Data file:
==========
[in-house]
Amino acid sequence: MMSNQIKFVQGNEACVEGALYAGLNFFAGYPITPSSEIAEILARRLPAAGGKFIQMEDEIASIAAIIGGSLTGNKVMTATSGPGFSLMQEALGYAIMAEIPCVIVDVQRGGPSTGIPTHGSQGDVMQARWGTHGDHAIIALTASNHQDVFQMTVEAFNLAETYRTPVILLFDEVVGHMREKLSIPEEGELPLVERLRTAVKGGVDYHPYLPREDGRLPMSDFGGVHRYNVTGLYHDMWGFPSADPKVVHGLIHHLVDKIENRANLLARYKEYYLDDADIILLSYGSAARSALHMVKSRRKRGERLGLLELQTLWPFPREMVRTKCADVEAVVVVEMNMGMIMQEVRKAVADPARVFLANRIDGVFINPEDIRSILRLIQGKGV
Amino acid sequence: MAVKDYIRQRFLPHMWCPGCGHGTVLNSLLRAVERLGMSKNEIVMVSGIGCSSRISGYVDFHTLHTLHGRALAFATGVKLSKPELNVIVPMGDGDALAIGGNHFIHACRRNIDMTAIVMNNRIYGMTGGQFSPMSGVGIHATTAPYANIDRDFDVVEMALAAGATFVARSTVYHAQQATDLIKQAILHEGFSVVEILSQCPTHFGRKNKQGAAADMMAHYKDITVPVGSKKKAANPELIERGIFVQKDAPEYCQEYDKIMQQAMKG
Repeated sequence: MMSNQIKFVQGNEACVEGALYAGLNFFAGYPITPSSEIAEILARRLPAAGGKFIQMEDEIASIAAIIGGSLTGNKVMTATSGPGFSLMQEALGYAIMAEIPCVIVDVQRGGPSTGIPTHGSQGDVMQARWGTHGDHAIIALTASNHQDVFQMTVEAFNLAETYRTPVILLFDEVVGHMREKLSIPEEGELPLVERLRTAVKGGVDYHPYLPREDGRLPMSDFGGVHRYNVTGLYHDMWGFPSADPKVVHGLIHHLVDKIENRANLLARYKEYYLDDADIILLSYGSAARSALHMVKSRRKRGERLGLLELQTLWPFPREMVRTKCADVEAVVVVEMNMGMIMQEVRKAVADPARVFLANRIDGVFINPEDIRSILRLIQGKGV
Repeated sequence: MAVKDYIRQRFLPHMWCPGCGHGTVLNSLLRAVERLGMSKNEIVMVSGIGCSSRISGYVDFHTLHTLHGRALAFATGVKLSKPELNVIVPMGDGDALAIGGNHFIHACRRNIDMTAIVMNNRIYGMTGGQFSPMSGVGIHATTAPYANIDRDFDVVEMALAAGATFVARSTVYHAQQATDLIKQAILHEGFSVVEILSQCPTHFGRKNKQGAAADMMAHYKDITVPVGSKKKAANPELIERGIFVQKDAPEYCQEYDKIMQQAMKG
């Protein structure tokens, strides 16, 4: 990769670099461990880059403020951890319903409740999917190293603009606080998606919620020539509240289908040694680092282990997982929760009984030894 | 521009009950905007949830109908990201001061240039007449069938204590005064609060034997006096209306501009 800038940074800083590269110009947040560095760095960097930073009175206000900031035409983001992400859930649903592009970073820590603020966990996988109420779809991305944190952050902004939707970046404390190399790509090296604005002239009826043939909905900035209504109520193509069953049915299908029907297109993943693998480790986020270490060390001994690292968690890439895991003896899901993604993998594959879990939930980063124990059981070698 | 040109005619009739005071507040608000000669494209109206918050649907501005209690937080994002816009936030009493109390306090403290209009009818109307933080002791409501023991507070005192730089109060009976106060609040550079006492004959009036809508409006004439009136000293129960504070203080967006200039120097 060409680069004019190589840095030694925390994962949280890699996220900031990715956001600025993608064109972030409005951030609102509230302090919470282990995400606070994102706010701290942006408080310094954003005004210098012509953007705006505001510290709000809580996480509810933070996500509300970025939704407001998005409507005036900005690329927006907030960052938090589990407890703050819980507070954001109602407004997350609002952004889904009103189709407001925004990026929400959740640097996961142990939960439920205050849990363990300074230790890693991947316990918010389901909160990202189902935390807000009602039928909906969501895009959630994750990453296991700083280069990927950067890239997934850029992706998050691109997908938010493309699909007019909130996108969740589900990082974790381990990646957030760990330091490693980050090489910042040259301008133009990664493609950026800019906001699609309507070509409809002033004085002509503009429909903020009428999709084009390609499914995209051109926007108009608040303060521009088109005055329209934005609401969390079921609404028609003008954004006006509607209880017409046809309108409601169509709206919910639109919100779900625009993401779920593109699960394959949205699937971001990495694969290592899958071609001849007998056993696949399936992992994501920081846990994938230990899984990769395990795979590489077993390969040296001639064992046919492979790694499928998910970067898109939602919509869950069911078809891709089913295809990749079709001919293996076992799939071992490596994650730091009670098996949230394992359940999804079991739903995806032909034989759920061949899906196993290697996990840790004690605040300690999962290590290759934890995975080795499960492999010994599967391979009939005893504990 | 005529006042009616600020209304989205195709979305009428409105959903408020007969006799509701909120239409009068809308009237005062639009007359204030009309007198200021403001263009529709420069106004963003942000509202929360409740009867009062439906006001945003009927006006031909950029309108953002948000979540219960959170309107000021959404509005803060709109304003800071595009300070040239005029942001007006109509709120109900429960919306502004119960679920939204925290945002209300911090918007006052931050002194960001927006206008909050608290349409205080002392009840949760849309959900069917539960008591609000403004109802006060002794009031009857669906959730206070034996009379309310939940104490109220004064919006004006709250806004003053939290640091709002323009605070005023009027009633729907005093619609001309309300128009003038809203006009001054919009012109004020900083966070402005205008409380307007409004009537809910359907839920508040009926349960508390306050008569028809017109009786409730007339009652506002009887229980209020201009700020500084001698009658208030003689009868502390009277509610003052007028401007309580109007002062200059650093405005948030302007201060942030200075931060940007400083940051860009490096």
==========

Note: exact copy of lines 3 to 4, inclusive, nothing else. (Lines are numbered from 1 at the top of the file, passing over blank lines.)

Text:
Amino acid sequence: MAVKDYIRQRFLPHMWCPGCGHGTVLNSLLRAVERLGMSKNEIVMVSGIGCSSRISGYVDFHTLHTLHGRALAFATGVKLSKPELNVIVPMGDGDALAIGGNHFIHACRRNIDMTAIVMNNRIYGMTGGQFSPMSGVGIHATTAPYANIDRDFDVVEMALAAGATFVARSTVYHAQQATDLIKQAILHEGFSVVEILSQCPTHFGRKNKQGAAADMMAHYKDITVPVGSKKKAANPELIERGIFVQKDAPEYCQEYDKIMQQAMKG
Repeated sequence: MMSNQIKFVQGNEACVEGALYAGLNFFAGYPITPSSEIAEILARRLPAAGGKFIQMEDEIASIAAIIGGSLTGNKVMTATSGPGFSLMQEALGYAIMAEIPCVIVDVQRGGPSTGIPTHGSQGDVMQARWGTHGDHAIIALTASNHQDVFQMTVEAFNLAETYRTPVILLFDEVVGHMREKLSIPEEGELPLVERLRTAVKGGVDYHPYLPREDGRLPMSDFGGVHRYNVTGLYHDMWGFPSADPKVVHGLIHHLVDKIENRANLLARYKEYYLDDADIILLSYGSAARSALHMVKSRRKRGERLGLLELQTLWPFPREMVRTKCADVEAVVVVEMNMGMIMQEVRKAVADPARVFLANRIDGVFINPEDIRSILRLIQGKGV